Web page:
So far the resignation letters have been less than straight up about the motives of the resigners.
Tom's one says: "Your leadership has been visionary and remarkable" but "I no longer believe that your remaining in office is in the interest of either the party or the country.
How and why this situation has arisen no longer matters."
My view is the "how and why" is exactly what matters.
We need to know what the Brownite critique is.
If it is for subjective reasons - e.g. they just like Gordon more, or personal ambition, then it reflects on them as resigners rather badly.
If it is for objective policy reasons then we need to know what those are because they will help Labour members determine who to back in any future leadership election.
For instance, if the Brown critique is limited to wanting different or less public service reform (i.e. abandoning or diluting the choice agenda) then despite the recent mess I would be reasonably enthusiastic about Brown being given a clear run against the Hard Left.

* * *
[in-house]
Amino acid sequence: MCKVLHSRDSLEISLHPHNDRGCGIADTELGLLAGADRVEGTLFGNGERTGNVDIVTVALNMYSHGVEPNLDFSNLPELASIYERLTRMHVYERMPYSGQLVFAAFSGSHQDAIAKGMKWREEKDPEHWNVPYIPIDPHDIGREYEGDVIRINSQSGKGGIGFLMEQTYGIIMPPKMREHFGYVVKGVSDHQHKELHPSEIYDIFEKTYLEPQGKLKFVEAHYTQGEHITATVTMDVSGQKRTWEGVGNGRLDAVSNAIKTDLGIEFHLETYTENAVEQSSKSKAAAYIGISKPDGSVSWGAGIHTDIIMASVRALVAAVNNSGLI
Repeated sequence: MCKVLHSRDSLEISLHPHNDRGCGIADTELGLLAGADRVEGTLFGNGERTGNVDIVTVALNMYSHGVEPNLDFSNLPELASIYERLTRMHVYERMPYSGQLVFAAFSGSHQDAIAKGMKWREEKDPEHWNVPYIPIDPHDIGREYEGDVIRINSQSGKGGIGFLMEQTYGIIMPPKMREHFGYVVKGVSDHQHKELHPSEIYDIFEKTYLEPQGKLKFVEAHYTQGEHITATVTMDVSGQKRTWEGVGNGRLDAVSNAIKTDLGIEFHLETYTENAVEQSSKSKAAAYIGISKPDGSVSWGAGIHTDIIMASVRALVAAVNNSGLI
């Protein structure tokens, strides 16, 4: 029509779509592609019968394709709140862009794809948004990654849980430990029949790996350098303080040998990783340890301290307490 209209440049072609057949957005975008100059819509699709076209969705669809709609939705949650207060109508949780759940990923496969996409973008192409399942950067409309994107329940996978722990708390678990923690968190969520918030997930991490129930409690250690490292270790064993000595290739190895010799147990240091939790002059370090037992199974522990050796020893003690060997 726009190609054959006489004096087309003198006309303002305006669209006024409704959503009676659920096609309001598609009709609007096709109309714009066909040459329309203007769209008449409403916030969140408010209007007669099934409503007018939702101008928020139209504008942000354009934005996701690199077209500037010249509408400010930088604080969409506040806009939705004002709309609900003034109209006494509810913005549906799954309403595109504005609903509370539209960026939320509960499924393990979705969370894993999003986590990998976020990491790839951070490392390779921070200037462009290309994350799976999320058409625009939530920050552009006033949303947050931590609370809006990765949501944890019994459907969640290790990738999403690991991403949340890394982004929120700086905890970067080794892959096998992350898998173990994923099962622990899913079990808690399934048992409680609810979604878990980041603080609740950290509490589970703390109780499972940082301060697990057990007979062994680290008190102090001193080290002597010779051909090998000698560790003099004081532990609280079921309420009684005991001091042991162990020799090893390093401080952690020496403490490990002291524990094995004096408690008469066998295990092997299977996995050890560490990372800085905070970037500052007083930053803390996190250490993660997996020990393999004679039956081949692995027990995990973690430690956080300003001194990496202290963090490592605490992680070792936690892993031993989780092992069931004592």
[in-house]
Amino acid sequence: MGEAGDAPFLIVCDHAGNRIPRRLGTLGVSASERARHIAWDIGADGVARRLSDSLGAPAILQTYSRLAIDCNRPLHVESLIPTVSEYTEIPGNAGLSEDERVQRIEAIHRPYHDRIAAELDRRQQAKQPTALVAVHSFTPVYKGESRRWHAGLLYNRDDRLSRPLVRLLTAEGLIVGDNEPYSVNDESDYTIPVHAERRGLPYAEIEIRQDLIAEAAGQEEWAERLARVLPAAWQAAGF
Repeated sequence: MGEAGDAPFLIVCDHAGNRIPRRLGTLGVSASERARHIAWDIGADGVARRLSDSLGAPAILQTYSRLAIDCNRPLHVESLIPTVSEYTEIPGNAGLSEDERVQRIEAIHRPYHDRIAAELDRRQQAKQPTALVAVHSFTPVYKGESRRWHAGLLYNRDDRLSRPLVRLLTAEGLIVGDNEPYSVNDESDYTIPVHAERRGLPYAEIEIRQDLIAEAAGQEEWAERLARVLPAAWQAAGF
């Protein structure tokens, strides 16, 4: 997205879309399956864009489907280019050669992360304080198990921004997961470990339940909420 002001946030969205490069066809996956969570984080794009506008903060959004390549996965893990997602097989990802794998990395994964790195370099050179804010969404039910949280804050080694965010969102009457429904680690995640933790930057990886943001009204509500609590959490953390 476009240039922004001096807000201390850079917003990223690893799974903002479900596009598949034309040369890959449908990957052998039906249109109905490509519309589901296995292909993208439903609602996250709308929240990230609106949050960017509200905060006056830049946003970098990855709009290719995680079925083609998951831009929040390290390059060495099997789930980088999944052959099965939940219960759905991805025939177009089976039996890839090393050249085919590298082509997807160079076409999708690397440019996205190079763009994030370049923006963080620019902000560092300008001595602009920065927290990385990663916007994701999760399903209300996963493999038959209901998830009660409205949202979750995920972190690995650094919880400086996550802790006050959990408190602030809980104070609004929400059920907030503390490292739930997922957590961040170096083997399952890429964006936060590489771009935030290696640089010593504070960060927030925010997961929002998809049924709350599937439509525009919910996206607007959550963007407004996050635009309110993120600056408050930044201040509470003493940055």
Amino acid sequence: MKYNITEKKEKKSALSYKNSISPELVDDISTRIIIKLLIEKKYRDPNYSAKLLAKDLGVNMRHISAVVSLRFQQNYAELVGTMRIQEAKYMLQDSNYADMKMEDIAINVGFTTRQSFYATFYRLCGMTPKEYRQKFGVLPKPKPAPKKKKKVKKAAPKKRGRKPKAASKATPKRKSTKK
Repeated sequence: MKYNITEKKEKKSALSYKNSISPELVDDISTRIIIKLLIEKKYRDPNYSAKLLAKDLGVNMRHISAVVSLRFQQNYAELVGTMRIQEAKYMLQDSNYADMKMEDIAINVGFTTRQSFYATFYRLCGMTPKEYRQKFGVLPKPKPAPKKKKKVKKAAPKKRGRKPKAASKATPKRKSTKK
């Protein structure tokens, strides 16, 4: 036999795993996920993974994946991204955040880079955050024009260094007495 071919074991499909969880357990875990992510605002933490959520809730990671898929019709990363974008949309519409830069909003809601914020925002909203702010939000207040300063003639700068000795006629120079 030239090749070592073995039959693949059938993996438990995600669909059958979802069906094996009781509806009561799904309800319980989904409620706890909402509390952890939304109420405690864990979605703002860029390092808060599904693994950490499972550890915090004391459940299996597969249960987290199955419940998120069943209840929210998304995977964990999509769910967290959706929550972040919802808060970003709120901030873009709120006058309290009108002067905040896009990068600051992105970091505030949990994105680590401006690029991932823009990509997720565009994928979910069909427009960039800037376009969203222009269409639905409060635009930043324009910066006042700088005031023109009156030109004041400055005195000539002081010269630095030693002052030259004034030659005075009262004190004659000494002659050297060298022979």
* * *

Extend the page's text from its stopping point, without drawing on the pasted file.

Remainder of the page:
But if the Brown critique of Blair includes his foreign policy then I reserve the right to go and campaign for John Reid on principle because I will not vote for any leadership candidate who wants to change the current line on the Middle East.
Tom can get away with saying "How and why this situation has arisen no longer matters. " His candidate for the leadership of the Labour Party can't.
Similarly, the "deal" as outlined very sensibly by Ed Balls in the Observer on Sunday, has always been an orderly transition. What is going on now is not orderly. If Brown doesn't act to put a stop to this then my take is he has broken that deal and a) Blair would be jusified in saying "forget it, I'm staying until the next election, you're already fighting me so you'll have to finish the job if you want rid of me" and b) Reid or Johnson would be justified in throwing their hats in the ring for the succession.
The ball is in Brown's court.